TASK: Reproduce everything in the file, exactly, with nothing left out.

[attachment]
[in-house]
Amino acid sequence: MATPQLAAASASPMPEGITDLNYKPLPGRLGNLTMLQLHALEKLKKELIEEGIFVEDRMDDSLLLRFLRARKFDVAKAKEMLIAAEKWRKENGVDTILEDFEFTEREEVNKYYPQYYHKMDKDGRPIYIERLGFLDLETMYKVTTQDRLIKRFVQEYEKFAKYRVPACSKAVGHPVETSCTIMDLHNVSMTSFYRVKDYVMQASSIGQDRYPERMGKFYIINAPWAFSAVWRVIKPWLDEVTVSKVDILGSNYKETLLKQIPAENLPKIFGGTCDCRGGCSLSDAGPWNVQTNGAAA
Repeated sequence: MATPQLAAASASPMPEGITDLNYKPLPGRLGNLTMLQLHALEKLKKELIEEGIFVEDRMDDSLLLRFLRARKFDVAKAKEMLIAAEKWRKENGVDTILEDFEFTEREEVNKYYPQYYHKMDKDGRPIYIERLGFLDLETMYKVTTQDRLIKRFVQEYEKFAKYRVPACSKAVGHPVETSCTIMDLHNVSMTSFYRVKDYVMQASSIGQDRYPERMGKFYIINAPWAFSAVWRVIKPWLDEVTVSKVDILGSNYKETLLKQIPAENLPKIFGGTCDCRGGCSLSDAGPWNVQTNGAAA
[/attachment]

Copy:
[in-house]
Amino acid sequence: MATPQLAAASASPMPEGITDLNYKPLPGRLGNLTMLQLHALEKLKKELIEEGIFVEDRMDDSLLLRFLRARKFDVAKAKEMLIAAEKWRKENGVDTILEDFEFTEREEVNKYYPQYYHKMDKDGRPIYIERLGFLDLETMYKVTTQDRLIKRFVQEYEKFAKYRVPACSKAVGHPVETSCTIMDLHNVSMTSFYRVKDYVMQASSIGQDRYPERMGKFYIINAPWAFSAVWRVIKPWLDEVTVSKVDILGSNYKETLLKQIPAENLPKIFGGTCDCRGGCSLSDAGPWNVQTNGAAA
Repeated sequence: MATPQLAAASASPMPEGITDLNYKPLPGRLGNLTMLQLHALEKLKKELIEEGIFVEDRMDDSLLLRFLRARKFDVAKAKEMLIAAEKWRKENGVDTILEDFEFTEREEVNKYYPQYYHKMDKDGRPIYIERLGFLDLETMYKVTTQDRLIKRFVQEYEKFAKYRVPACSKAVGHPVETSCTIMDLHNVSMTSFYRVKDYVMQASSIGQDRYPERMGKFYIINAPWAFSAVWRVIKPWLDEVTVSKVDILGSNYKETLLKQIPAENLPKIFGGTCDCRGGCSLSDAGPWNVQTNGAAA